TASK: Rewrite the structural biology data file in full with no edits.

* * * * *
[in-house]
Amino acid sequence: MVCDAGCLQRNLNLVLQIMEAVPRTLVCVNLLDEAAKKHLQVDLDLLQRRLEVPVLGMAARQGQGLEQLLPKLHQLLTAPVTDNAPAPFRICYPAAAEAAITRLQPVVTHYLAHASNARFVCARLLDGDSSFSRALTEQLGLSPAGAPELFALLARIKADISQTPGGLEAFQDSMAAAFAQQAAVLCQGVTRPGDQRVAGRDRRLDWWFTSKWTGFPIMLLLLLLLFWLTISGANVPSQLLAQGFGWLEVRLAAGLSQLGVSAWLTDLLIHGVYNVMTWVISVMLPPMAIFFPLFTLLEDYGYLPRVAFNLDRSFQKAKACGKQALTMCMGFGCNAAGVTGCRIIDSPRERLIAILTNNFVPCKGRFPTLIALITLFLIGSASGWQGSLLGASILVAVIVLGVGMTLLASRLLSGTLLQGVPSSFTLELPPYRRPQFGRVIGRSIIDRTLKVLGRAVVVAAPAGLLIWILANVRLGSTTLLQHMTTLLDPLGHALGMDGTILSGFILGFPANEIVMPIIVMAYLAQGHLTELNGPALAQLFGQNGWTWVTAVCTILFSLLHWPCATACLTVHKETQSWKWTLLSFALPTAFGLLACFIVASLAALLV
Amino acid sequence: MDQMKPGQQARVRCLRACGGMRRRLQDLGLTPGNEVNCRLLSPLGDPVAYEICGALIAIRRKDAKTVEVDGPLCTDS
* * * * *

[in-house]
Amino acid sequence: MVCDAGCLQRNLNLVLQIMEAVPRTLVCVNLLDEAAKKHLQVDLDLLQRRLEVPVLGMAARQGQGLEQLLPKLHQLLTAPVTDNAPAPFRICYPAAAEAAITRLQPVVTHYLAHASNARFVCARLLDGDSSFSRALTEQLGLSPAGAPELFALLARIKADISQTPGGLEAFQDSMAAAFAQQAAVLCQGVTRPGDQRVAGRDRRLDWWFTSKWTGFPIMLLLLLLLFWLTISGANVPSQLLAQGFGWLEVRLAAGLSQLGVSAWLTDLLIHGVYNVMTWVISVMLPPMAIFFPLFTLLEDYGYLPRVAFNLDRSFQKAKACGKQALTMCMGFGCNAAGVTGCRIIDSPRERLIAILTNNFVPCKGRFPTLIALITLFLIGSASGWQGSLLGASILVAVIVLGVGMTLLASRLLSGTLLQGVPSSFTLELPPYRRPQFGRVIGRSIIDRTLKVLGRAVVVAAPAGLLIWILANVRLGSTTLLQHMTTLLDPLGHALGMDGTILSGFILGFPANEIVMPIIVMAYLAQGHLTELNGPALAQLFGQNGWTWVTAVCTILFSLLHWPCATACLTVHKETQSWKWTLLSFALPTAFGLLACFIVASLAALLV
Amino acid sequence: MDQMKPGQQARVRCLRACGGMRRRLQDLGLTPGNEVNCRLLSPLGDPVAYEICGALIAIRRKDAKTVEVDGPLCTDS